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‘Charley’s Aunt’ filled with laughter and fun
April 23, 2012
By John Villarose VI
For those who missed it, the final Lycoming College play of spring 2012 ran from April 11 through Saturday. The play was “Charley’s Aunt,” a comedy written by Brandon Thomas in 1892. The Lycoming College adaptation was directed by Professor Grechen Wingerter and was, as usual, free to any Lycoming students, staff or faculty.
“Charley’s Aunt” focuses on college friends Jack Chesney (Chase Mack) and Charley Wykeham (Taylor Anspach) who are in love with two young and occasionally naïve girls and desire to ask the girls to marry them.
The girls, Kitty Verdun (Krista Peterson) and Amy Spettigue (Sarah Beddingfield), are equally in love with the boys, though they are unwilling to meet with the boys without a chaperone. That’s where Charley’s Aunt Donna Lucia d’Alvadorez (Diane Robertson) comes in. However, due to a late arrival, they convince the disgruntled but easily swayed friend Fancourt Babberly (Nathan Bahn), who is also in love with a girl he knows only as Delahay (Taylor Granger), to take her place.
The mischievous, yet noble plan, is interrupted by Jack’s father Francis (Tom Robinson), Amy’s easily-angered Uncle Stephen (Jesse Shade), and Jack’s sarcastic valet Brassett (Tobias Anderson).
Though the acting was done well all around, some specific performances stood out.
Two of the stand-out actors were seniors Robinson and Shade, both portraying old bachelors with opposite personalities looking for love.
Robinson remained calm throughout with just a hint of humor with his voice, presenting a very believable maturity in his character. Shade on the other hand was far from it. He portrayed Stephen Spettigue with a hilarious sort of anger and foolishness, making great use of the large available space, presenting booming vocals, and providing much of the already-funny play’s comedy.
Yet, judging by the audience’s reactions alone, the favorite of the night seemed to be freshman Nathan Bahn, who played both Lord Fancourt Babberly and his alter-ego, the imposturous Donna Lucia d’Alvadorez. The play maintained running gags in which Mack and Anspach would unwillingly carry Bahn across the stage and Bahn would in return deceptively steal the affection of each of the boys’ desired partners.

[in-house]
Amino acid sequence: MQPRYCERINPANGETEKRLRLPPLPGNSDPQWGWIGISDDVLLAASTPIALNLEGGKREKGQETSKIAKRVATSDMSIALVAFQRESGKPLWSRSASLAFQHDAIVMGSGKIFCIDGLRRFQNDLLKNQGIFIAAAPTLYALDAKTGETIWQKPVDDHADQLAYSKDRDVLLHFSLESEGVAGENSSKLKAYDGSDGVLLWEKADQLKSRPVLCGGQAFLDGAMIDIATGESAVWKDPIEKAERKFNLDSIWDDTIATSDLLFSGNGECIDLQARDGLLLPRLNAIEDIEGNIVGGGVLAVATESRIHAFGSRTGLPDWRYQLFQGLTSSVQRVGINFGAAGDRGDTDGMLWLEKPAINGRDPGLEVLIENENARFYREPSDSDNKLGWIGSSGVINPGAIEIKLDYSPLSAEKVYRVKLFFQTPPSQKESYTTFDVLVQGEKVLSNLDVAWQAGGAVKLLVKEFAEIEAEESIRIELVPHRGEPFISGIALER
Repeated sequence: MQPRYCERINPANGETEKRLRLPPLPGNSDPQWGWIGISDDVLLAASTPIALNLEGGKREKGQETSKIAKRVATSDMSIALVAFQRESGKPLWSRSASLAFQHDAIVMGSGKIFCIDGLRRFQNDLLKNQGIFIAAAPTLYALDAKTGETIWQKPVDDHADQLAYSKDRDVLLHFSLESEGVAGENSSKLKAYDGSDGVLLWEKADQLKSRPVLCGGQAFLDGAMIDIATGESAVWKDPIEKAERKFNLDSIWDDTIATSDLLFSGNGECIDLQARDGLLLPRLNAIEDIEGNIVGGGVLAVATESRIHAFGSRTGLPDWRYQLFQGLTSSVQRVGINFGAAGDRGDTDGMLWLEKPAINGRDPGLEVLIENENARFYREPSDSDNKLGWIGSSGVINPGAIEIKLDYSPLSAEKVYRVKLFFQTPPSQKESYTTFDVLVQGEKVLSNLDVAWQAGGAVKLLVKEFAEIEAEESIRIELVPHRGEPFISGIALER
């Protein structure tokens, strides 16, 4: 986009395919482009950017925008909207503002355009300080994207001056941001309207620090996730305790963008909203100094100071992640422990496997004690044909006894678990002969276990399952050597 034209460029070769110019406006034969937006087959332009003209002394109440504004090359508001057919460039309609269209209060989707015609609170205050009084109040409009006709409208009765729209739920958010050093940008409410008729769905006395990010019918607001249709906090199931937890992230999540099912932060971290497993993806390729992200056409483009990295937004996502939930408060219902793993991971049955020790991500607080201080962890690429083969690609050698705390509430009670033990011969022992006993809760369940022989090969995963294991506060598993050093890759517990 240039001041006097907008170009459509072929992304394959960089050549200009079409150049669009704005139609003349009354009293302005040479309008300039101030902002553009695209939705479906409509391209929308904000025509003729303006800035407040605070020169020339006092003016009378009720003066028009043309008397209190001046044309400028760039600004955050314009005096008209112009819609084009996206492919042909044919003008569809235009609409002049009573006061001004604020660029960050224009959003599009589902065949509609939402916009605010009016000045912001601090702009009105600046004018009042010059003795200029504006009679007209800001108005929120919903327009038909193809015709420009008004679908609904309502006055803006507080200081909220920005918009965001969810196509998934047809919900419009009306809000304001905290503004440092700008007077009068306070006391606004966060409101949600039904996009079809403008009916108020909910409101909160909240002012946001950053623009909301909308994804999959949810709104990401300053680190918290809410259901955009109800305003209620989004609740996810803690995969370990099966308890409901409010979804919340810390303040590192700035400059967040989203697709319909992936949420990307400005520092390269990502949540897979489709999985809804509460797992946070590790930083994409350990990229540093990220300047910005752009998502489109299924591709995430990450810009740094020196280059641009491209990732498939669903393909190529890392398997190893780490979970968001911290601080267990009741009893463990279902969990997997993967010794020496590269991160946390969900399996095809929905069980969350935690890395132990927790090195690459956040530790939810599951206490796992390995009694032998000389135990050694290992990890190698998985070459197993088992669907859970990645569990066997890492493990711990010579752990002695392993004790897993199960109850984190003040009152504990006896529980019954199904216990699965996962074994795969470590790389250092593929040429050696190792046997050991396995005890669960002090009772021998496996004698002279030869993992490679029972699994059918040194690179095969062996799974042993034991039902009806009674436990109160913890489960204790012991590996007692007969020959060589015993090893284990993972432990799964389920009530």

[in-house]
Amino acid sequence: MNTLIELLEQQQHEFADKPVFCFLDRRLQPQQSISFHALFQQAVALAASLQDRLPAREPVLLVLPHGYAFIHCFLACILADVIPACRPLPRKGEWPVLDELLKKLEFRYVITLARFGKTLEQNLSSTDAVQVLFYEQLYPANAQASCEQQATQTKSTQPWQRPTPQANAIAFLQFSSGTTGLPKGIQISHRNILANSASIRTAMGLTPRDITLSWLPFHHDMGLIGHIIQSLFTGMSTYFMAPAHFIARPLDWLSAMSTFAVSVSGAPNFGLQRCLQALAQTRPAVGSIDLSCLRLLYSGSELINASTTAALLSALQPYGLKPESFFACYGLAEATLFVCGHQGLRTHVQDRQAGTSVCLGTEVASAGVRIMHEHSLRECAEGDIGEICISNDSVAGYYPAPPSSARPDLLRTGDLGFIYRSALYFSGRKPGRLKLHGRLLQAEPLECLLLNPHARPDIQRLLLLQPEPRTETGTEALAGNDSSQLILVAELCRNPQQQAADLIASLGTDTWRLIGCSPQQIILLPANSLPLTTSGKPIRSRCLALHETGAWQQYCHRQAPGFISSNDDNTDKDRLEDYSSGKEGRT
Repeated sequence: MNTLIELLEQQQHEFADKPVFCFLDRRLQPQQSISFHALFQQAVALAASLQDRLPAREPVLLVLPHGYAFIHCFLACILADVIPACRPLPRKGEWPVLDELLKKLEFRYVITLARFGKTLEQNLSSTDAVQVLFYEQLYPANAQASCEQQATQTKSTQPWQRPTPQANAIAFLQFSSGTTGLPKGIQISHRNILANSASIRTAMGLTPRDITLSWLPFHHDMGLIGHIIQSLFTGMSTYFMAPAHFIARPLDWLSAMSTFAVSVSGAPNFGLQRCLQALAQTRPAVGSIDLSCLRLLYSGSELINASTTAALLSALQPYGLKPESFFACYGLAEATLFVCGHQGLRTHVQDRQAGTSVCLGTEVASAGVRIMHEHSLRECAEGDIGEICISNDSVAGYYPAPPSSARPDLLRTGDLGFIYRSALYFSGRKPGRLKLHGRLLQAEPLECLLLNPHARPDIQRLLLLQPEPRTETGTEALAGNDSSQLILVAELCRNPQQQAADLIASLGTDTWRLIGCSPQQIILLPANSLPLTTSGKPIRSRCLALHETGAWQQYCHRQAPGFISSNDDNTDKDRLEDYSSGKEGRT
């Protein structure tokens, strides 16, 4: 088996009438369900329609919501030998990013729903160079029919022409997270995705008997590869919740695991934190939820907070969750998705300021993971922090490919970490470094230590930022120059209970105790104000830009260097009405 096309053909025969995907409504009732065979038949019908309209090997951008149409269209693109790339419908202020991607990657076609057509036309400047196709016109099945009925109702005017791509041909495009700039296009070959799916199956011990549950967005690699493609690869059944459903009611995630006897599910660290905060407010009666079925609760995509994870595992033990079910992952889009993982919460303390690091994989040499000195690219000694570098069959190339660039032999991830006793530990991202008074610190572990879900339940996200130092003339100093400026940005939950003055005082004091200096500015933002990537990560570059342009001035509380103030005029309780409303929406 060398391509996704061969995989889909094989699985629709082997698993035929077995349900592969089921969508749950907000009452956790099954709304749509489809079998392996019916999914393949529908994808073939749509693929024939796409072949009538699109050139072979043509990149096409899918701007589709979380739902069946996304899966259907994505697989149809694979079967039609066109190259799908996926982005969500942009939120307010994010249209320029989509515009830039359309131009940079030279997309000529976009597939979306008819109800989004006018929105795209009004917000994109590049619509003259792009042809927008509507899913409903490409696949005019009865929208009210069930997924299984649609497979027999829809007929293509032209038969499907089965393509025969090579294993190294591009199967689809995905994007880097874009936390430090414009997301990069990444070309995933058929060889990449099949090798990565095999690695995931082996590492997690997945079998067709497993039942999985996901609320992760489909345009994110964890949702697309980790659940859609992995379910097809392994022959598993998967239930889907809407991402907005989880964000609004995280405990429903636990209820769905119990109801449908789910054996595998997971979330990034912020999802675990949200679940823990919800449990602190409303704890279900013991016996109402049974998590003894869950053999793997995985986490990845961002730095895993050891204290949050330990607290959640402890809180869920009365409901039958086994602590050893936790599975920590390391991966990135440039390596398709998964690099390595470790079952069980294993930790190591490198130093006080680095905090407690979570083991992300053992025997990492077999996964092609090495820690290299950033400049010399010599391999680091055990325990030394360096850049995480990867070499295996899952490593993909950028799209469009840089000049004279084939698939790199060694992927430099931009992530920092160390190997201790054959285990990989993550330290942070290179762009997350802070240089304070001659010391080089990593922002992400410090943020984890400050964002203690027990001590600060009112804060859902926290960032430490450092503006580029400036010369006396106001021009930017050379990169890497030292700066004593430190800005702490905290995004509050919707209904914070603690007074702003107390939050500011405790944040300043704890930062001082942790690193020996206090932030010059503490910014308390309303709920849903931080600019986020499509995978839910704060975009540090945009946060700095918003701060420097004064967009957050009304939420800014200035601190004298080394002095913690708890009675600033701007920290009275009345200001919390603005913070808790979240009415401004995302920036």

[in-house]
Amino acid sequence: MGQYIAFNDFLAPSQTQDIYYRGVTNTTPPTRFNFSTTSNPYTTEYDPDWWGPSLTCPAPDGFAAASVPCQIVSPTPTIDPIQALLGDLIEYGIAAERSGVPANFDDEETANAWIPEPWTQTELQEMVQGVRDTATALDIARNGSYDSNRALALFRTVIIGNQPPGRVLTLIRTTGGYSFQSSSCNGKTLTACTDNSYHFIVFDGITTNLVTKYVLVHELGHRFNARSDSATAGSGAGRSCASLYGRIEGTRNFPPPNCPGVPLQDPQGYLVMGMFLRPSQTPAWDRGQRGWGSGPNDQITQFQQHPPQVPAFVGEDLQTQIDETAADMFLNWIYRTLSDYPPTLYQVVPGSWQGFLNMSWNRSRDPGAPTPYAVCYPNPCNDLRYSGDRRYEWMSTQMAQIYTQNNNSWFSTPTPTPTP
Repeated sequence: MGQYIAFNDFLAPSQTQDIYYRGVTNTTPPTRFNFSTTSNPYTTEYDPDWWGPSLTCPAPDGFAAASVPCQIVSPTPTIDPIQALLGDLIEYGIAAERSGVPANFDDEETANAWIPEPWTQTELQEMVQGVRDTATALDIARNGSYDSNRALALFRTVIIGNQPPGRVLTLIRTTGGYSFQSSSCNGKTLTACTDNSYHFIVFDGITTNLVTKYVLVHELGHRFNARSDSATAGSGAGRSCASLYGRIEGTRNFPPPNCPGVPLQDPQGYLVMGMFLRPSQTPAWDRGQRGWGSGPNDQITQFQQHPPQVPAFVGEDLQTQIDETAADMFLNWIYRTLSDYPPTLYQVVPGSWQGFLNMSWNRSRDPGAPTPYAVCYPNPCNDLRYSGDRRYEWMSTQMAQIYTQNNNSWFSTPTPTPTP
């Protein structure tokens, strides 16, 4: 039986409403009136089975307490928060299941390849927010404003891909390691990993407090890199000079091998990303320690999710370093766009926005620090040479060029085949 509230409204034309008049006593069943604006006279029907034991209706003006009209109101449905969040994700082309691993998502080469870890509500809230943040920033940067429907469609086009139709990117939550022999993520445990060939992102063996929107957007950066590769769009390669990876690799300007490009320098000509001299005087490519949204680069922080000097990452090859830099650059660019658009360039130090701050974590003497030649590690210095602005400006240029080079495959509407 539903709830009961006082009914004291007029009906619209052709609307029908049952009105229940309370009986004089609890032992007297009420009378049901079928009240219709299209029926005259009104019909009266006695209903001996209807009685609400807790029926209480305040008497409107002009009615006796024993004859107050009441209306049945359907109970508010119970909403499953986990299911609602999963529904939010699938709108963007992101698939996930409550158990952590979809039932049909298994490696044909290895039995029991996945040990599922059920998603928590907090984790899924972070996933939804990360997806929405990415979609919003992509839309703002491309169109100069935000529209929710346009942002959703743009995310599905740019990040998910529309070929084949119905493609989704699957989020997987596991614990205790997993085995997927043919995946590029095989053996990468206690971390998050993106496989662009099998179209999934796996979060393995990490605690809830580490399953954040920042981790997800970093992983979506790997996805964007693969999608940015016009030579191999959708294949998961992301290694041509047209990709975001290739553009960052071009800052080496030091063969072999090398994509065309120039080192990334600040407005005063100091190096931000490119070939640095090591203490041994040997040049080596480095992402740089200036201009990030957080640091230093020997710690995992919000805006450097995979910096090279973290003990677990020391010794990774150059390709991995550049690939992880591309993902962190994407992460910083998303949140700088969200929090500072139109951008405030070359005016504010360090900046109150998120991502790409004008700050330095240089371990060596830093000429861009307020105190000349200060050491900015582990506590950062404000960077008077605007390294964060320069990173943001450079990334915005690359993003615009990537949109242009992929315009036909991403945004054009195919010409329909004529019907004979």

Aside from the actors, a lot of credit goes to the designers of the stage. The set was large and magnificent. The play itself was three acts each running between half an hour to an hour, with ten-minute breaks in between. The set was drastically changed every time from particularly large and fancy bedroom, to the grounds outside the house, to a spacious main room. Such large changes left the design crew with a great challenge, but from the richness and extravagance visuals, it appears as though they succeeded.
Some of you may know that before control was given to Gretchen Wingerter, “Charley’s Aunt” was meant to be directed by the late professor and designer Jerry Allen’s play. After his tragic death earlier this semester, the cast and crew took it upon themselves to dedicate the play to him.
Though I unfortunately was only able to know Jerry Allen for a short period of time before his passing, he was still able to leave a powerful impact. For me, one of his most memorable aspects was his wondrous sense of humor and wit. From this alone, I can say that I believe Jerry Allen would have been proud to see what became of his play.
Though not perfect, this play was one of the most entertaining to be presented at Lycoming College this year. I would find it hard to believe that there was a single person in the audience who didn’t laugh or cheer at some point throughout the performance.
The writing was excellent, the acting easily did the play justice, and the set was astounding. The viewing of this production was certainly worth the dedicated two and a half hours filled with laughter and general fun.